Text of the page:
Doreen Evans

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Doreen Evans

Doreen Evans

Doreen was born into a motoring family in 1916. Her two brothers, Denis and Kenneth, were both racing drivers, and their parents were long-standing members of the Brooklands set. All three Evans children learned to drive as soon as they were of age, and all three got their start in motorsport very young. They initially competed together in MG J2s, in sprints, hill climbs and trials.

Doreen raced at Brooklands from the age of 17. Apart from Ivy Cummings, who was not an official competitor, she must have been one of the youngest women to drive on the Brooklands oval. Her next racing car was another MG, a Magna L-Type, and her first major event was the five-lap handicap at the 1934 BARC meeting, in July. A couple of weeks later, she was third again, in the Light Car Club’s annual relay race. She was part of a three-woman MG Magnette team backed by the MG factory. Her team-mates were Irene Schwedler and Margaret Allan. She finished one place above her brother, Kenneth, but failed to win the Ladies’ Prize, after the Singer team of Kay Petre, Eileen Ellison and Sheila Tolhurst exploited a loophole in the rules, stating that the Ladies’ Prize, and the Le Mans entry that went with it, could not be awarded to a team in the top three. They sandbagged and finished fifth. In October, Doreen won a Ladies’ Handicap on the Brooklands Mountain circuit in an MG Q-Type, defeating Fay Taylour and Bill Wisdom.

Using a rebodied version of the Q-Type, she won the Outer Circuit race at the Brooklands March meeting in 1935. In yet another MG, an R-Type, she and Kenneth entered the Brooklands 500 Mile race, but did not finish due to valve trouble.

Despite not winning the LCC Ladies’ Prize, she was part of the works MG team for Le Mans in the summer. George Eyston was managing a three-car ladies’ team of Midgets, all three of which finished. Doreen was in the middle in 25th, driving with Barbara Skinner. The team became known as “The Dancing Daughters”, perhaps after a radio show of a similar name.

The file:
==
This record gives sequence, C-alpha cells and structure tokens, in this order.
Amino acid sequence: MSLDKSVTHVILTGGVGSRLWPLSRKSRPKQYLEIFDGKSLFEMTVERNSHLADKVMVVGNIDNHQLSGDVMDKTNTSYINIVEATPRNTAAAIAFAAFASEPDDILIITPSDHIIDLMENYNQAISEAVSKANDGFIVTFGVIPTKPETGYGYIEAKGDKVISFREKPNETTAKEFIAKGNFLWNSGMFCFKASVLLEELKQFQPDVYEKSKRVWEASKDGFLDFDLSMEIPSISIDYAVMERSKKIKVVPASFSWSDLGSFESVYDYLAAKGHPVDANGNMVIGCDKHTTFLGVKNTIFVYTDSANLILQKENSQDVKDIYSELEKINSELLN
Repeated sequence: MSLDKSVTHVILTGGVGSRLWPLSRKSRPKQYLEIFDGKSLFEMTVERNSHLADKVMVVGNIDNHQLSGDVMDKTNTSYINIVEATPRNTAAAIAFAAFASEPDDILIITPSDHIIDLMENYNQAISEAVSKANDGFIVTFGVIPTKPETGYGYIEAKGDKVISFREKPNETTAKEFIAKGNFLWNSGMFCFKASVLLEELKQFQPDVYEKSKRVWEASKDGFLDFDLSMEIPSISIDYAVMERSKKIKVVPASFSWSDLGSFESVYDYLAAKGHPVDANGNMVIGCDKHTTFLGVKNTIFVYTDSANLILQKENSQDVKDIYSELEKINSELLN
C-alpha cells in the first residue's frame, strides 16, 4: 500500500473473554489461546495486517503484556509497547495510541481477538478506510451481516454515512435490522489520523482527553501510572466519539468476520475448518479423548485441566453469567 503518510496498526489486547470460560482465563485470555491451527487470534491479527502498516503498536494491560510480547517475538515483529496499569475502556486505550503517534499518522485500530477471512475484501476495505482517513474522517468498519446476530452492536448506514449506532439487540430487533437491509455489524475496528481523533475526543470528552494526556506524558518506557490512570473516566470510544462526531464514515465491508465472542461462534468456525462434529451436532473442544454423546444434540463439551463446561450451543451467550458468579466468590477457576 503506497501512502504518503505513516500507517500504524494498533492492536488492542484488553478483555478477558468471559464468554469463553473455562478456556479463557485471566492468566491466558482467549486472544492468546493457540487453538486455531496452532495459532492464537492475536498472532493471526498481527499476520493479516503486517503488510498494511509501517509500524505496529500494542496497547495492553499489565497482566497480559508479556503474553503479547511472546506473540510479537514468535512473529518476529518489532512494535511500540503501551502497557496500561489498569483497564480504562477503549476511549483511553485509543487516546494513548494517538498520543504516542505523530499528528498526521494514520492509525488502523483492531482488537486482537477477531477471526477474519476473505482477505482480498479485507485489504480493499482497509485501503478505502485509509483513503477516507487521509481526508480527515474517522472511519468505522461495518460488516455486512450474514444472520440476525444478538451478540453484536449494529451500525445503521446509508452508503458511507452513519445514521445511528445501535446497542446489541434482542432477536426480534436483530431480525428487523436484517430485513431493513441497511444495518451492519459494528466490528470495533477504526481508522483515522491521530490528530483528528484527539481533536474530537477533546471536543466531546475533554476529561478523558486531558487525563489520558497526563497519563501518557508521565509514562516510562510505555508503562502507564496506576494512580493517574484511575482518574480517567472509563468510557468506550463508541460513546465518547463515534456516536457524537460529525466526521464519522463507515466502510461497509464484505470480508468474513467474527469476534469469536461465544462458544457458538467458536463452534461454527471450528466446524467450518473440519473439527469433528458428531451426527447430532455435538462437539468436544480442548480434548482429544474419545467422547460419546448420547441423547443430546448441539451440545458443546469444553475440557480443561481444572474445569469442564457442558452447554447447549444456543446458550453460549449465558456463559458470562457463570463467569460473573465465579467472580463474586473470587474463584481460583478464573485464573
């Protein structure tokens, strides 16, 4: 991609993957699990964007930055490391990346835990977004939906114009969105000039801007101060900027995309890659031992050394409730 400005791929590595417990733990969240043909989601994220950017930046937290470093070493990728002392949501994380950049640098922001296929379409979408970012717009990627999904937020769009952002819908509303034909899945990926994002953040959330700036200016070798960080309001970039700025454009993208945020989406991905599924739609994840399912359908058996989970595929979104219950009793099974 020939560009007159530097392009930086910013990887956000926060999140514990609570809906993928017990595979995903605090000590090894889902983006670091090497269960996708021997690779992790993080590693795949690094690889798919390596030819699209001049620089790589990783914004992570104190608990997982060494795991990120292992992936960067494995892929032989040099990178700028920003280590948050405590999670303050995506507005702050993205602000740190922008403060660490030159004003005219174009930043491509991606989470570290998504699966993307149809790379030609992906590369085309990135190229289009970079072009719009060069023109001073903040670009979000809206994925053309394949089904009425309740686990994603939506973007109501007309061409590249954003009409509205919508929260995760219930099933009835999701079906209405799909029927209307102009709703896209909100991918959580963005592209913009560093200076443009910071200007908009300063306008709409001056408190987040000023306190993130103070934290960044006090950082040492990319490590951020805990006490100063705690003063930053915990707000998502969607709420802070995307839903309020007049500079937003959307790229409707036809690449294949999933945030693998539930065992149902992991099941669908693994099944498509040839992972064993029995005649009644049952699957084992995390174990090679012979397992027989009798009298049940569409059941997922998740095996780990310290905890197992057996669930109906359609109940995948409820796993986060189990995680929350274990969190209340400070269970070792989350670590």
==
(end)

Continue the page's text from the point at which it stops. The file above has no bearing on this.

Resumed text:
Away from circuit racing, she competed in that year’s RAC Rally, driving an MG Magnette, and scored a class win. In May, secured the Ladies’ Record at the Shelsley Walsh hillclimb, driving the 750cc MG R-Type. In September, she was involved in a battle for that same record with Kay Petre, her rival who had risen to prominence at the same time. A mistake during the final run-off gave the award to Kay, in her White Riley.

In 1936, Doreen drove the R-Type at Brooklands, finishing third in the BARC Second Mountain Handicap. She entered the Brooklands International Trophy in the same car, but suffered a dramatic accident. Her car caught fire and crashed on the Members’ Banking, although she had slowed it sufficiently to allow herself to jump out. Although she suffered only minor injuries, the car was badly damaged. She was also scheduled to compete in the Tourist Trophy in an Aston Martin, but her team-mate, Alan Phipps, crashed out on the first lap, before she got the chance to drive.

Despite this setback, she married Phipps, and moved to America with him. Like her brother Denis, she stopped racing upon her marriage. Later, she earned her pilot’s license, and took up flying.

She died suddenly, at home in California, in 1982.

Article from Speedqueens

 

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